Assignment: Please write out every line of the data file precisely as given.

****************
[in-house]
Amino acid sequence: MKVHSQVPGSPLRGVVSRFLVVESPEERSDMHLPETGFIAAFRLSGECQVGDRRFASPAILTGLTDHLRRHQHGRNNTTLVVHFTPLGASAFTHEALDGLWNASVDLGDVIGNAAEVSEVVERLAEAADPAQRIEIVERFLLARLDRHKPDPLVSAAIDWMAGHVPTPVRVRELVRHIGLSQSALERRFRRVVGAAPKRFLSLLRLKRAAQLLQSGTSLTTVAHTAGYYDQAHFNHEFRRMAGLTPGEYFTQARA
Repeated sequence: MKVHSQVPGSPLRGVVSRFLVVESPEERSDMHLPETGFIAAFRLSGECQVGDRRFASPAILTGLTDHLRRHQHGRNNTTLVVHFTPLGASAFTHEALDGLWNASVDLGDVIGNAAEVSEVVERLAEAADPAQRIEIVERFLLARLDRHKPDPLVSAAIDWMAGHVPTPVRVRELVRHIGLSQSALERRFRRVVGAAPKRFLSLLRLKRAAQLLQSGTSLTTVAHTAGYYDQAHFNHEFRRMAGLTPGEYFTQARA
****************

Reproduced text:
[in-house]
Amino acid sequence: MKVHSQVPGSPLRGVVSRFLVVESPEERSDMHLPETGFIAAFRLSGECQVGDRRFASPAILTGLTDHLRRHQHGRNNTTLVVHFTPLGASAFTHEALDGLWNASVDLGDVIGNAAEVSEVVERLAEAADPAQRIEIVERFLLARLDRHKPDPLVSAAIDWMAGHVPTPVRVRELVRHIGLSQSALERRFRRVVGAAPKRFLSLLRLKRAAQLLQSGTSLTTVAHTAGYYDQAHFNHEFRRMAGLTPGEYFTQARA
Repeated sequence: MKVHSQVPGSPLRGVVSRFLVVESPEERSDMHLPETGFIAAFRLSGECQVGDRRFASPAILTGLTDHLRRHQHGRNNTTLVVHFTPLGASAFTHEALDGLWNASVDLGDVIGNAAEVSEVVERLAEAADPAQRIEIVERFLLARLDRHKPDPLVSAAIDWMAGHVPTPVRVRELVRHIGLSQSALERRFRRVVGAAPKRFLSLLRLKRAAQLLQSGTSLTTVAHTAGYYDQAHFNHEFRRMAGLTPGEYFTQARA